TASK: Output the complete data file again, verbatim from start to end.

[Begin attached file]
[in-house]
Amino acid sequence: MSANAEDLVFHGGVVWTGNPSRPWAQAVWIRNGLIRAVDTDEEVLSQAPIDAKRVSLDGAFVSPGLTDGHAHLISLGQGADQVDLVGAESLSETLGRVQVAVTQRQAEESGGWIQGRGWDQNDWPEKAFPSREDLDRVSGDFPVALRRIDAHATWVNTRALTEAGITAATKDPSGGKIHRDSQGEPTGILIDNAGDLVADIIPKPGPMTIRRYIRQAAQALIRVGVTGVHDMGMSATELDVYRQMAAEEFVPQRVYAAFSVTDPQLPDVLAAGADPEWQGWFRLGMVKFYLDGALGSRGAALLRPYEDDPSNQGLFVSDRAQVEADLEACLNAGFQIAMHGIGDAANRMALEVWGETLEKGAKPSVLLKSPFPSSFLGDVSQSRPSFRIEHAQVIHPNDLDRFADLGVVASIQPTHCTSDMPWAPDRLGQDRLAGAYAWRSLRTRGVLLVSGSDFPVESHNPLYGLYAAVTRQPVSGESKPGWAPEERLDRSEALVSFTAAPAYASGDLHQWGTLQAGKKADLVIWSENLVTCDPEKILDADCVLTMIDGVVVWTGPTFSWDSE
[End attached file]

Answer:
[in-house]
Amino acid sequence: MSANAEDLVFHGGVVWTGNPSRPWAQAVWIRNGLIRAVDTDEEVLSQAPIDAKRVSLDGAFVSPGLTDGHAHLISLGQGADQVDLVGAESLSETLGRVQVAVTQRQAEESGGWIQGRGWDQNDWPEKAFPSREDLDRVSGDFPVALRRIDAHATWVNTRALTEAGITAATKDPSGGKIHRDSQGEPTGILIDNAGDLVADIIPKPGPMTIRRYIRQAAQALIRVGVTGVHDMGMSATELDVYRQMAAEEFVPQRVYAAFSVTDPQLPDVLAAGADPEWQGWFRLGMVKFYLDGALGSRGAALLRPYEDDPSNQGLFVSDRAQVEADLEACLNAGFQIAMHGIGDAANRMALEVWGETLEKGAKPSVLLKSPFPSSFLGDVSQSRPSFRIEHAQVIHPNDLDRFADLGVVASIQPTHCTSDMPWAPDRLGQDRLAGAYAWRSLRTRGVLLVSGSDFPVESHNPLYGLYAAVTRQPVSGESKPGWAPEERLDRSEALVSFTAAPAYASGDLHQWGTLQAGKKADLVIWSENLVTCDPEKILDADCVLTMIDGVVVWTGPTFSWDSE